Humboldt State University is one of eight California State University (CSU) campuses to participate in an innovative new program designed to retain students in science, technology, engineering, and mathematics (STEM) majors.
Made possible with a $4.6 million grant from The Leona M. and Harry B. Helmsley Charitable Trust, the CSU STEM Collaboratives will help meet the nation’s need for one million more STEM professionals over the next decade. The program will integrate summer-through-first-year programs with redesigned foundational courses to inspire students to pursue and complete degrees in STEM. In addition to HSU, the other CSU campuses are: Channel Islands, Dominguez Hills, East Bay, Fresno, Fullerton, Los Angeles, and Pomona.
“These eight campuses are taking the lead in the CSU’s STEM-related innovation,” said Ephraim P. Smith, CSU Executive Vice Chancellor and Chief Academic Officer. “They’ve really thought about how the whole institution—from specific departments in math, science, and engineering, as well residential life and themed learning communities—can work together to boost student success in these high-demand fields.”
Through the CSU STEM Collaboratives, the university will create summer bridge programs that kindle students’ commitment to completing their degree and pursuing a STEM career, develop interactive seminars that actively engage first-year students who are STEM majors, and redesign classes to include activities that ignite interest in STEM-related industries. Professors Matthew Johnson (Wildlife) and Amy Sprowles (Biology) will lead the initiative at HSU.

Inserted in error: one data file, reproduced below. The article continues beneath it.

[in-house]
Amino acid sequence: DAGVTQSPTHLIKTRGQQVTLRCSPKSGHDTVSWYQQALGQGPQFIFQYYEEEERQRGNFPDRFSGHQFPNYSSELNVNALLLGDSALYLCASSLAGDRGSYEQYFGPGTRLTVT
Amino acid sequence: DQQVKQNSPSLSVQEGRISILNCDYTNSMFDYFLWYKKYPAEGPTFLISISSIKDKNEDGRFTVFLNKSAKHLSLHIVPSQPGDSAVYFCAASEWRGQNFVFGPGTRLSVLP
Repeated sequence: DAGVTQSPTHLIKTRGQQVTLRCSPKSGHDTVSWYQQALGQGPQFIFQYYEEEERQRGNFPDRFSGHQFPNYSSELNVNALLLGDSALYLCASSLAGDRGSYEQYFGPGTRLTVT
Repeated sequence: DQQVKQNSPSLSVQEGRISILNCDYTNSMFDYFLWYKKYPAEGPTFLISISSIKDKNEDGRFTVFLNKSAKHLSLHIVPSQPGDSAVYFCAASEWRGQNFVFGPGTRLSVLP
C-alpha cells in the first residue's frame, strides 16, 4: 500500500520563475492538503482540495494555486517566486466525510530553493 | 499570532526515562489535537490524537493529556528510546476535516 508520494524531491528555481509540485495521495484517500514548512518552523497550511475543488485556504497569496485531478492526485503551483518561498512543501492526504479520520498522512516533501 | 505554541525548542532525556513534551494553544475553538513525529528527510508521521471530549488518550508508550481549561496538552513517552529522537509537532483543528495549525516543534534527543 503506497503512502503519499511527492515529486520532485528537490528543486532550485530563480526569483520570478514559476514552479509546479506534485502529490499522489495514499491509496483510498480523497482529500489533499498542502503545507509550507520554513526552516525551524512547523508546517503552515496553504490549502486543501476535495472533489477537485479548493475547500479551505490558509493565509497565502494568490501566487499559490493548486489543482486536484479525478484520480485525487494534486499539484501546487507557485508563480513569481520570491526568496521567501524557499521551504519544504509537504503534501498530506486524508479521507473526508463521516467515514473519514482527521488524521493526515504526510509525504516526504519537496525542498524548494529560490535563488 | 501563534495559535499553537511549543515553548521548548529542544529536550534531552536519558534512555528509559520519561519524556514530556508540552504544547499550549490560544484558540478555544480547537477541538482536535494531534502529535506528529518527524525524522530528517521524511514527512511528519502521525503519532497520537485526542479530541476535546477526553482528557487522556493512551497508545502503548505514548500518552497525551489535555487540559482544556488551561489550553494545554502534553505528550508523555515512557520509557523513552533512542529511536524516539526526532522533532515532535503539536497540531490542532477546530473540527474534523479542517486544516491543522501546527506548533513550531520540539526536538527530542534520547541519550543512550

“Our vision is to weave an interdisciplinary theme through all three of these components to build what we're calling a ‘place-based learning community,’” says Johnson. “The first theme we'll try will emphasize the interdisciplinary issues within and surrounding the Klamath Basin, and we'll start with about 75 incoming freshmen students in five of the largest science majors on campus: Biology, Wildlife, Environmental Science, Zoology, and Environmental Management & Protection. If the ideas show success, we will work with faculty in other majors to expand the program and develop additional ‘place-based’ themes.”
The first two years of college are the most critical to the retention and recruitment of STEM majors, according to the President’s Council of Advisors on Science and Technology. Graduating nearly 14,000 students who started and completed their degree in STEM-related fields in 2011, the CSU is committed to bolstering programs that increase the number of students who pursue and obtain degrees in STEM.
The eight campuses will serve as demonstration sites, sharing implementation strategies and outcomes with each other and the rest of the university system to improve STEM education throughout the CSU.
STEM Collaboratives anchors a suite of related CSU reforms. The system currently expands service-learning programs to prepare students with the critical job-ready skills needed to excel in STEM-related fields and also develops teacher preparation programs to inspire future students to pursue STEM teaching careers. With the support of grants from the U.S. Department of Education, the S. D. Bechtel Jr. Foundation, and Chevron, the CSU will additionally provide new K-12 teachers with authentic, inquiry-based experiences that will help them teach STEM disciplines to future generations.
In partnership with the Corporation for National and Community Service, the recently launched CSU STEM VISTA program will create unique hands-on opportunities that will increase student interest—particularly from underrepresented communities—in pursuing and completing STEM degrees. Through a grant from the W.M. Keck Foundation, the CSU is partnering with the California Campus Compact to conduct a statewide study examining the impact of service-learning in STEM, which will be used to further enhance the development of high-impact STEM programs.